In addition to his four years as CFO at the BPL, Nelson has served as the Chief Financial Officer for the Massachusetts Department of Public Safety and as a Fiscal Policy Analyst at the Executive Office of Administration and Finance. A New Bedford native, he received his Bachelor’s degree from the University of Massachusetts Amherst, and his Master’s in Public Policy from Tufts University.
>> Press release (.PDF)
Board of Higher Education Joins Board of Elementary & Secondary Education in Defining College and Career “Readiness”
March 12—The Massachusetts Board of Higher Education (BHE) voted today to accept a new definition of what it takes for students to become ready for life after high school. The BHE action follows a “yes” vote on the state’s new college & career readiness definition taken by the Board of Elementary and Secondary Education on February 26th.
Voting on the definition marks the first time that the two boards overseeing the state’s K-12 schools and public colleges and universities have partnered in formal agreement on what it means to be prepared for success in college and in the workplace. The three-page definition is intended to provide better coordination between schools and colleges, with the goal of aligning curriculum and expectations for students.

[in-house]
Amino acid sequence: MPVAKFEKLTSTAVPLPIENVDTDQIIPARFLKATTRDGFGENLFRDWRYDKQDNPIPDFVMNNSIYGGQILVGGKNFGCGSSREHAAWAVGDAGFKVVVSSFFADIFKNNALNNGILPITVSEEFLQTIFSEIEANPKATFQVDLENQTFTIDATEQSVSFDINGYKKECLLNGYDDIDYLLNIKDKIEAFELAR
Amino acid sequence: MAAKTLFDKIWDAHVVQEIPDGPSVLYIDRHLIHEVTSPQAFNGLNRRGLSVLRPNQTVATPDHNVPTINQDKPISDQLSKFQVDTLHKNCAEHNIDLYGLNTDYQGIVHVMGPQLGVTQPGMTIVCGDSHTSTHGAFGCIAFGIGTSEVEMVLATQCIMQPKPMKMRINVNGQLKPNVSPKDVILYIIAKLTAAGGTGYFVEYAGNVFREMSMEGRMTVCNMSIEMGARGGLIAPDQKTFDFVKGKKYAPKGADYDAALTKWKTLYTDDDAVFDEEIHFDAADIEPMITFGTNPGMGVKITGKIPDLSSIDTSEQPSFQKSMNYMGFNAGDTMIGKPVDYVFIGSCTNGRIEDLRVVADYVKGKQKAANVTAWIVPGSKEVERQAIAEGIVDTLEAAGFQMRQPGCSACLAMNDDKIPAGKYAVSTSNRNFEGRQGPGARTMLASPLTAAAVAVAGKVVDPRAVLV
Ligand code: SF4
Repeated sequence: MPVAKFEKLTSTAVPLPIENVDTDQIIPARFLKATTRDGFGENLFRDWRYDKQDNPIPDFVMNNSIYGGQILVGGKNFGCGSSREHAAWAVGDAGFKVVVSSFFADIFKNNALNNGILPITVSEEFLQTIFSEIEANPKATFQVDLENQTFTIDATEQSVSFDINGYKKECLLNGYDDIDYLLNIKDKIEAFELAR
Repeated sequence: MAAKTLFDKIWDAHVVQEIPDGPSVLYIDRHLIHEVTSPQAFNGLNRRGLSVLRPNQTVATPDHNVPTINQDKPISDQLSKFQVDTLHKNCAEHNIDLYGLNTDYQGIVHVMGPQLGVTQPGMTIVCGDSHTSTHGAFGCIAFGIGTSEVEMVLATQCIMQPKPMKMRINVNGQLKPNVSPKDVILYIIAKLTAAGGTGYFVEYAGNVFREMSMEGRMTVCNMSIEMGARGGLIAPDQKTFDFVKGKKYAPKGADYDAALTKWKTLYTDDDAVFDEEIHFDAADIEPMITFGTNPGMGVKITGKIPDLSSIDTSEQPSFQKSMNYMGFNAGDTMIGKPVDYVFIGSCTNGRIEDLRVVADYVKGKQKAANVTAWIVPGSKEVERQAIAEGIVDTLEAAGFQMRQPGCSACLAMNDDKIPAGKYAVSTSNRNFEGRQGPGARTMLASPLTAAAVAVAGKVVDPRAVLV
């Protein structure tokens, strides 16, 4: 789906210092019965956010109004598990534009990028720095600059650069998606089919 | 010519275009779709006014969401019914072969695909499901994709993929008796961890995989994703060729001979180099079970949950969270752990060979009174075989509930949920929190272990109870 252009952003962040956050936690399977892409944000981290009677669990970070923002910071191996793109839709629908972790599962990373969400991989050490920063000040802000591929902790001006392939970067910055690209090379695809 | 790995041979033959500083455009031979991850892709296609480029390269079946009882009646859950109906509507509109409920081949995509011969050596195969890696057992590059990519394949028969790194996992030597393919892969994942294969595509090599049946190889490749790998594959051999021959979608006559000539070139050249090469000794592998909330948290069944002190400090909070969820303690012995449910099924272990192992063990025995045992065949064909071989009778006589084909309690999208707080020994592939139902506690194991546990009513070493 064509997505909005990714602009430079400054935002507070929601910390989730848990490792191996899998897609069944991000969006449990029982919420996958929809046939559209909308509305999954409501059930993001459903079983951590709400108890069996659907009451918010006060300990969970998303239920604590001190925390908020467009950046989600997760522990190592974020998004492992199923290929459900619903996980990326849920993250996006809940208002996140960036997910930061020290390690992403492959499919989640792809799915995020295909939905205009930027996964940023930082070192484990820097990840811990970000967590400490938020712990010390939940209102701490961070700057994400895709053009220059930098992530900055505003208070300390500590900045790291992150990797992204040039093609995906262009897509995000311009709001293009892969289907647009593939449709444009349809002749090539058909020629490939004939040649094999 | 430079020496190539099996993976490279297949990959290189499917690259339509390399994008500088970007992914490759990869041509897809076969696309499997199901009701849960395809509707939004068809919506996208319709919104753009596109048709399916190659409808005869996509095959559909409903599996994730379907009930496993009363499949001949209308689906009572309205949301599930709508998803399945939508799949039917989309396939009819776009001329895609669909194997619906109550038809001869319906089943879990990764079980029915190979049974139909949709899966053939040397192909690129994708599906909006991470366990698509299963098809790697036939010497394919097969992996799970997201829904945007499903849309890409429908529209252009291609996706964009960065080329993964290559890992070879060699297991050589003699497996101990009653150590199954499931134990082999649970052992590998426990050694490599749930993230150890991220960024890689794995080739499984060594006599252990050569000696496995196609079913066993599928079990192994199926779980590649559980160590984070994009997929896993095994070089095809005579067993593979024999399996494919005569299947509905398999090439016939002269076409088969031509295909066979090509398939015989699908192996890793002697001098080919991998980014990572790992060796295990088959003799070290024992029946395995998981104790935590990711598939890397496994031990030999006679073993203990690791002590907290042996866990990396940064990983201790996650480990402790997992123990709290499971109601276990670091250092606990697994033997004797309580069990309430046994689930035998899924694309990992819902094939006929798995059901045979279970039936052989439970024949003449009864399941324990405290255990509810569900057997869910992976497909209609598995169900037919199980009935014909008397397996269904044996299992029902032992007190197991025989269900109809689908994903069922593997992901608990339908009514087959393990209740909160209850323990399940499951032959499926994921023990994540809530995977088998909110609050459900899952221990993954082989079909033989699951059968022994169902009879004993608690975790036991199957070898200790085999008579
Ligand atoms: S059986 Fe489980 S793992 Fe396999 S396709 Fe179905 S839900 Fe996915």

“The Commonwealth has defined a set of learning competencies, intellectual capacities and experiences essential to all students to become lifelong learners, positive contributors to their families, workplaces and communities, and successfully engaged citizens of a global 21st century,” the new Massachusetts Definition of College and Career Readiness (.PDF) reads. The definition identifies the ability to read and comprehend “sufficiently complex texts,” to write effectively when using and/or analyzing sources, and to be able to build knowledge through research as essential competencies. Also included in the definition are workplace skills, such as the ability to accept direction and criticism, and qualities that students should be able to demonstrate, such as critical thinking skills and the ability to direct and evaluate their own learning.